Choosing a subject for the first post in 2010 took some time. It had to be connected in some way to Roman law. After some reflection Byzantium came to my attention, and again a exhibition forms my point of departure. The Kunst- und Ausstellungshalle der Bundesrepublik Deutschland in Bonn presents “Byzanz: Pracht und Alltag” (Byzance, Luxury and Daily Life) from February 26 to June 13, 2010. If you have read for instance Judith Herrins Byzantium. The surprising life of a medieval empire (2007) you will realize once more the great historical importance of Byzantium and of Istanbul, the former Constantinople.
Those familiar with legal history will no doubt remember that thanks to Justinian, a Byzantine emperor, the Digestae was compiled, the great anthology of classical Roman law. Several online versions of it exist, including a version with several search functions at IntraText. The most important Byzantine legal book, the Basilika from the tenth century, is a translation of texts from the Digestae and the Codex Justinianus. A Dutch scholar from Groningen, Herman Jan Scheltema, published a critical edition of it (Basilicorum Libri LX (17 vol., Groningen 1953-1988)). The department of legal history at Groningen University has a proud tradition of research in Byzantine legal history. On their private (!) website for Byzantine law you can find out more about their scholarly and other activities, such as a small publishing company. Let me just mention that in 2009 the eight volume of the journal Subseciva Groningana has appeared. In the field of Byzantine law international cooperation is necessary. The Max-Planck-Institut für europäische Rechtsgeschichte at Frankfurt am Main does not only publish its own Forschungen zur Byzantinischen Rechsgeschichte – and useful preprints of the second volume of the repertory of Byzantine legal manuscripts – but is with Groningen and other institutions active in an European network of scholars active in this discipline. Byzantine studies and Byzantine legal history are somewhat separate disciplines, and while recognizing their independence it would be wise not to let them drift too far from each other. Anyway, you can search for manuscripts with both legal and other texts in Greek using Pinakes: textes et manuscrits grecs, an online database of the Institut de Recherche et d’Histoire des Textes in Paris.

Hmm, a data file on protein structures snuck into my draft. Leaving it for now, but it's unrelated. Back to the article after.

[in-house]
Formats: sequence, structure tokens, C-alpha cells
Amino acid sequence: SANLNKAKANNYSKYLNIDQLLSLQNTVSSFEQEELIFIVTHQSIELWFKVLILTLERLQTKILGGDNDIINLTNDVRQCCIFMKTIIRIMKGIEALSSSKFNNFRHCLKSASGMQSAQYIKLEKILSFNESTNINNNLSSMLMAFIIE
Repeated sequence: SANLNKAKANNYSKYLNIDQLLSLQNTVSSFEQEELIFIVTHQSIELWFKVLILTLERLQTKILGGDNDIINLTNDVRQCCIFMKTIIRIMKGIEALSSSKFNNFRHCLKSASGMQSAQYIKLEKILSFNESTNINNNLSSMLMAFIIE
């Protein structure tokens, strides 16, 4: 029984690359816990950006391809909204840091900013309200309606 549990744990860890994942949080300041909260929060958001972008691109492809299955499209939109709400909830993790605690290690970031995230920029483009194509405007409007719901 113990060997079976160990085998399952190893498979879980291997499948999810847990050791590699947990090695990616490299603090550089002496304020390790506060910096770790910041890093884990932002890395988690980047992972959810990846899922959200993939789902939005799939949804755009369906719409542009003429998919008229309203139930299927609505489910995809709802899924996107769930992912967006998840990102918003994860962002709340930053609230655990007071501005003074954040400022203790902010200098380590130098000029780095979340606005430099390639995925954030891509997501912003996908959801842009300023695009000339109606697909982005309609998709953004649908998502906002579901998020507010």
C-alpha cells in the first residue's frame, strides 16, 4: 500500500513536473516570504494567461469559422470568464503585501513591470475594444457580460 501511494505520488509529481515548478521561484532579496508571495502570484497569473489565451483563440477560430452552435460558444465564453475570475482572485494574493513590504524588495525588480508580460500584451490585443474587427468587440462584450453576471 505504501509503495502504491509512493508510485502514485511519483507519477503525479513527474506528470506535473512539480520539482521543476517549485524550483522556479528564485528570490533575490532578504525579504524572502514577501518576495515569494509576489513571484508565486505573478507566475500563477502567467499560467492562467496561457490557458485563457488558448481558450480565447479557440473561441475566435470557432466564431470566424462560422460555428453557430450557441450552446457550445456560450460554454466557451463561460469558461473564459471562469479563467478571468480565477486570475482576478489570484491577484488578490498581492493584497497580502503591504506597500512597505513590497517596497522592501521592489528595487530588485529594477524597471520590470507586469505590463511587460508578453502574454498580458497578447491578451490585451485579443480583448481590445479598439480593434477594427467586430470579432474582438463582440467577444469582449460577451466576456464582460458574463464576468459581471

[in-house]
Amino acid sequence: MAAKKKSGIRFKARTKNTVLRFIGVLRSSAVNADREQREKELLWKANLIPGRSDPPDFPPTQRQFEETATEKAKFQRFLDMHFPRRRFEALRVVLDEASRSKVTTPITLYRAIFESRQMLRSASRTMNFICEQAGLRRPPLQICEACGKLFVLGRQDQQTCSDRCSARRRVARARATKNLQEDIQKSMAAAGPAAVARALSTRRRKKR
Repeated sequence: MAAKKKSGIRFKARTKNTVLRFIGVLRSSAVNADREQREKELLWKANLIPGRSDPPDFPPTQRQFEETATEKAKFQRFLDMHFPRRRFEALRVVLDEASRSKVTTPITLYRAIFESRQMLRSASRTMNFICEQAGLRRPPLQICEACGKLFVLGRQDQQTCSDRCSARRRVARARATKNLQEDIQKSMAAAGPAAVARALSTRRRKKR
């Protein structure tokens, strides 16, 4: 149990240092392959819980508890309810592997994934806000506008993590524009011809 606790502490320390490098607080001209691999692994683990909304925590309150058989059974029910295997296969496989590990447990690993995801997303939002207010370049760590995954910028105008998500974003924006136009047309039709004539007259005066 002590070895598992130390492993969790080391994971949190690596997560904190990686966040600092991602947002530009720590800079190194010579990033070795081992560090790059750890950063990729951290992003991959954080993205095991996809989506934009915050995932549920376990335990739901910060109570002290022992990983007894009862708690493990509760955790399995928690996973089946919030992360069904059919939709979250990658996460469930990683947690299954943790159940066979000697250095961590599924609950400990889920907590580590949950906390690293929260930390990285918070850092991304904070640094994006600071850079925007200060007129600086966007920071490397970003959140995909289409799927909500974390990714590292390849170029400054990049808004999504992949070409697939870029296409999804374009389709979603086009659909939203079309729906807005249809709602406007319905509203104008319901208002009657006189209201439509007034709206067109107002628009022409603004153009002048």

A postscript: at Frankfurt a number of sources for and books on Byzantine law have now been digitized, among both volumes of the Repertorium der Handschriften des byzantinischen Rechts (2005 and 2011).